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The disastrous levels of microplastic pollution
Faraway countries lure you on vacation with exotic dream beaches. Once in the idyll, plastic waste lying around is often noticeable. The large objects are of course the most annoying for the well-being. It is the microplastic particles that make up the true level of pollution. According to the Fraunhofer Institute, microplastics are now almost everywhere in the air, in drinking water and in food.
In the two-year “Microplastics Consortium Study”, scientists from the Fraunhofer UMSICHT institute determined the current extent of microplastic pollution on behalf of the plastics industry, water management, waste management and research. The results are anything but reassuring. The researchers were able to pinpoint 51 sources of microplastics, which release a total of four kilograms of microplastics per capita each year. The amount of larger plastic waste, on the other hand, is “only” 1.4 kilograms per head. A short version of the study results can be viewed on the institute's website.
Plastic waste between sand and shells
On some beaches, the small plastic fibers can be discovered by taking a closer look between sand and shells, but microplastics are not always visible to the naked eye. So far, plastic particles that are smaller than five millimeters have been considered microplastics. However, the Fraunhofer scientists see no generality in this definition. "Rather, a definition should be based on the environmental impact," reports the main author of the study Jürgen Bertling in a press release on the study results.
It is difficult to meet all requirements
The task of documenting the extent of the pollution turned out to be a mammoth project. "It is difficult to meet the regulatory, scientific and communication requirements together," said Bertling. By specifying the size and restricting it to specific plastics or areas of application, the problem may not be properly limited. According to the environmental expert, the current level of knowledge on this topic is not yet sufficient.
New classification of microplastics
In the course of the study, the individual types of microplastics were reclassified. Type A microplastics, according to the Fraunhofer definition, originate from industrial plastics processing, in which pollution is accepted, such as plastic balls used as peeling in shower gel. With type B, the pollution only arises as a result of the use phase through abrasion and weathering. The institute cites car tires, shoe soles, textiles and paints as examples. The third category is plastic waste such as packaging, bags or bottles that get into the environment and break up or fragment there.
Assignment of guilt
The institute would like to use these categories to determine who is involved in the pollution and to what extent. The determination of the sources should also clarify the question of responsibility, because depending on the respective source, the responsibility lies more with the producer or with the end user, the scientists emphasize.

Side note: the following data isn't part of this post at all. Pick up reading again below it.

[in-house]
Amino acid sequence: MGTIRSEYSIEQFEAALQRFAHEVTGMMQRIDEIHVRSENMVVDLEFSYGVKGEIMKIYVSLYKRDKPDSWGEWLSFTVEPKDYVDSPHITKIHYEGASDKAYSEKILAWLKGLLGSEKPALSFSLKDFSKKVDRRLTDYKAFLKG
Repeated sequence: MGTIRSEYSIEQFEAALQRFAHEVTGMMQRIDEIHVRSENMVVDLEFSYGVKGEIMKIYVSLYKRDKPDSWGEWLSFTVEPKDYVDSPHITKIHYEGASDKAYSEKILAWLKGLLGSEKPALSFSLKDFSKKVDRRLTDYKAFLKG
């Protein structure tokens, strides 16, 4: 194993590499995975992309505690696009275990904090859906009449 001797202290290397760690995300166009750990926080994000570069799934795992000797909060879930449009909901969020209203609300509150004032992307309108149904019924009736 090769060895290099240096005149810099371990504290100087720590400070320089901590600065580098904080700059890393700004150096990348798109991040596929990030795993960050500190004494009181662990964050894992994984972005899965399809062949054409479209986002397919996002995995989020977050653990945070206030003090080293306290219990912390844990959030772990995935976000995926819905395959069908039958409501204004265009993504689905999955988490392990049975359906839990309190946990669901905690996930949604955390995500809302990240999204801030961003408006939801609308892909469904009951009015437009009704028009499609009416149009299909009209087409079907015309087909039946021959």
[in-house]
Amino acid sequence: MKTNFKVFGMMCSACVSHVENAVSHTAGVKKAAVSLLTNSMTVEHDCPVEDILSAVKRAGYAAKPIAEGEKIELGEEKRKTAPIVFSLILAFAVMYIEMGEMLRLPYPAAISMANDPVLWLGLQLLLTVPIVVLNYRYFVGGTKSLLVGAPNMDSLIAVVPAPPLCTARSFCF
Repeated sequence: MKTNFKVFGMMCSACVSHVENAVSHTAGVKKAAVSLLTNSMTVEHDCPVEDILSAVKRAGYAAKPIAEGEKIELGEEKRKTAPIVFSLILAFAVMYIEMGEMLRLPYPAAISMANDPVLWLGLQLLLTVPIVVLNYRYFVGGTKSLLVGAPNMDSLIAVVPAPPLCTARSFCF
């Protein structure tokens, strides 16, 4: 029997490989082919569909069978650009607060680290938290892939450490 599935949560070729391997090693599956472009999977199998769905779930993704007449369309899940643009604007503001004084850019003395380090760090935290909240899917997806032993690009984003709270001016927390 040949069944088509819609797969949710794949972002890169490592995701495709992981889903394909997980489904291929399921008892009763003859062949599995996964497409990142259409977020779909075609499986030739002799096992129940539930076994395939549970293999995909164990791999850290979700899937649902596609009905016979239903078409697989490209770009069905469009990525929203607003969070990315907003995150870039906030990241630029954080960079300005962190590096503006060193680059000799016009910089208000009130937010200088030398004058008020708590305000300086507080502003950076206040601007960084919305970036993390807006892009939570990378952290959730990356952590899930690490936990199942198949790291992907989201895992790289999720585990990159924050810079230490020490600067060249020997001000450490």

51 sources of microplastic pollution
The Fraunhofer researchers identified 51 microplastic sources and calculated the emissions from the respective sources. For example, tire abrasion, release from waste disposal, abrasion of bitumen in asphalt, pellet losses and drifts from sports and playgrounds were identified as the largest sources in Germany. Cosmetic pollution ranks 17th. The study authors emphasize that it is important to reduce pollution from all sources, regardless of placement.
Only the smallest part of the plastic pollution is visible
In total, the Fraunhofer team was able to determine a total of four kilograms per head, which unfiltered migrates into the environment every year in Germany. In contrast, the emissions of macroplastics, i.e. larger plastic waste, would only be around 1.4 kilograms per person per year. What you see in plastic waste at rest areas, in parks and on the beach is therefore the far smaller part of the pollution.
Is the sewage sludge a starting point for cleaning?
According to the study, a portion of the microplastics can be collected in the sewage treatment plants. This then ends up in sewage sludge, which in turn is used for agricultural and landscaping purposes. This is how the microplastics come back into circulation. "Here it must be checked in individual cases whether a complete incineration of the sewage sludge is preferable to agricultural and landscaping use," explains Bertling.
A hard summary
“We can assume that microplastics are already in all areas of the environment,” summarizes the author. This results simply from the fact that plastics are used everywhere and emissions are spread via wind and water. So it is no wonder if microplastics can be found in the air, in drinking water and also in food. Even if no concrete hazard potential has yet been shown, everyone involved agrees that plastics in the environment must be reduced.
New ways to prevent plastic from entering the environment will also be demonstrated at the Cradle-to-Cradle Congress (C2C Congress), which the non-profit association will host at the Leuphana University of Lüneburg in September. C2C has set itself the goal of rethinking products and services from start to (new) start, so that in the end there is as little waste as possible.